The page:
Microexpeditions

 Real world adventures 





Our Adventures

By Raymond Perry 20 Mar, 2017
The standard fuel tank on the Frankenwagen holds a paltry 70 Litres which only allows a range of about 280 miles max. In reality, by 175 miles we start to think about topping up.  On a recent trip to Denmark, we passed dozens of them and typically when we needed to stop, there weren't any. We needed to do something about this.
Luckily, the parts van in Martin's unit had more to give and we were able to recycle a rare 110 Litre tank. These were an option from VW when new and we were pleasantly surprised to find it when we were last robbing parts from the van.
Removing it was interesting as it was full to the top with diesel.

By Raymond Perry 16 Mar, 2017
So after our visit to Brickwerks in January, it may seem that things have been quiet. Behind the scenes there has been much emailing and researching for parts and planning upgrades etc.
I've picked the bike up too and haven't been able to write anything about that or even ride the thing as we've been so busy.
There is an issue with one of the CV joints and since these are pretty rare vehicles, getting spares has been interesting!
The joint is badly worn and could fail at any point, so needs sorting pronto. 
Some of you may remember that we have some spares squirrelled away in Martin's unit on the Danish border and we recently completed the 1600 mile round trip in a Hire van to collect our spare front axle, a rear axle for Martin and 2 long range fuel tanks.
Luckily our friend Jan was on hand and with fellow T3 enthusiast Marcus, was able to use the forklift to load the van for us.
We were going to take the CV joints off this, but as ever, there's always a plan B!
I had posted a parts request on a forum and amazingly, a very kind Austrian chap called Josef, made an impossible find and secured a pair that had been gathering dust in a parts store.



By Raymond Perry 10 Jan, 2017
The summer seems a long way off at the moment, especially with reports of snow storms hitting the UK soon. 
When it comes to preparing for trips and getting those jobs done, allowing a bit of extra time can take the pressure off.
We have our Iceland trip looming in July and I knew there were a few niggles with The Frankenwagen. 
The major problem being a nasty noise coming from the front of the van when in 4wd.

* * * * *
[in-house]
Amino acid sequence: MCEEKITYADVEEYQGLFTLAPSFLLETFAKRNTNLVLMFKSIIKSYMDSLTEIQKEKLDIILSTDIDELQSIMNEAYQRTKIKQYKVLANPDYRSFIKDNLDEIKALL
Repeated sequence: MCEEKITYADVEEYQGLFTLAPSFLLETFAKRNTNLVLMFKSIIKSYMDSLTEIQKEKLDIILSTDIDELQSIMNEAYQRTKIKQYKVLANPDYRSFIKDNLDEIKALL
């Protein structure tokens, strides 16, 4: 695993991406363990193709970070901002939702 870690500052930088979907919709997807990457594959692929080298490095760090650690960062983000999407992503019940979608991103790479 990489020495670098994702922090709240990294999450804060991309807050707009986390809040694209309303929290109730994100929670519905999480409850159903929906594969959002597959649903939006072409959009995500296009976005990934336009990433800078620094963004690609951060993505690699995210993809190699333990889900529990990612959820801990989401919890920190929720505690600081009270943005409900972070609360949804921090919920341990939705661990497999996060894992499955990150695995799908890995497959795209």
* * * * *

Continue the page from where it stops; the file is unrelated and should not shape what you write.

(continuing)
So we made the journey north to Brickwerks near Holmfirth, who are a garage well known for having OCD when it comes to getting stuff right. Also a good excuse to check out Michael's minty Golf Country and have a mooch around on the moors.
They did a service and detailed inspection, a few bits to sort on our return in a couple of months giving time to get some of the hard to find parts. 
The noise was quickly diagnosed as a worn CV joint. 
Not a game changer as we have a spare axle on the Danish border tucked away in Marlow's unit.
Another trip to plan then!




By Raymond Perry 12 Dec, 2016
Sitting in the van in a pub carpark in the dark with the windscreen wipers going isn't a good start to any camp, especially a hastily arranged xmas 'do' in the middle of the Surrey Hills.
The default spot we had in mind was off the cards and conversations along " yeah I'm sure you'll get through the green lane this way" were slightly worrying and "I have the tree saw in the back too" was hardly confidence inspiring!
We had met up with Dan and Jed with their families and opted for a quick pint in the pub at Coldharbour which miraculously saw all fears of ensuing fibre glass roof injuries disappear. 

After the pub, we followed Jed with his 1 million watt light bar through the green lane mud and eventually got to a small clearing in the forest.
Awnings were wound out and many beers opened. Despite the grim weather we remained outside, buoyed by the Gin and listening to Dan and Jed's adventure stories. These are great times to get together and share these stories and plan new trips.  


By Raymond Perry 27 Nov, 2016
We had planned to hike up to Pen y Fan and camp out in the snow as preparation for a christmas adventure. Having driven around the Tal y bont reservoir and seeing how beautiful it was, we decided to tuck into one of the car parks and camp in the van. 
We packed our rucksacks and hiked up the adjacent path up to Fan y Big, an amusingly named peak on the horseshoe ridge down from Pen y Fan. There was some snow left from a recent spell of bad weather and quite a bit of hill fog in some areas. The skies were fanatstic with the sun bursting through the fog and giving relief from the sub zero temperatures high up.
We had to use the compass in some areas as the visibility was poor, carefully picking our way through the peat bogs.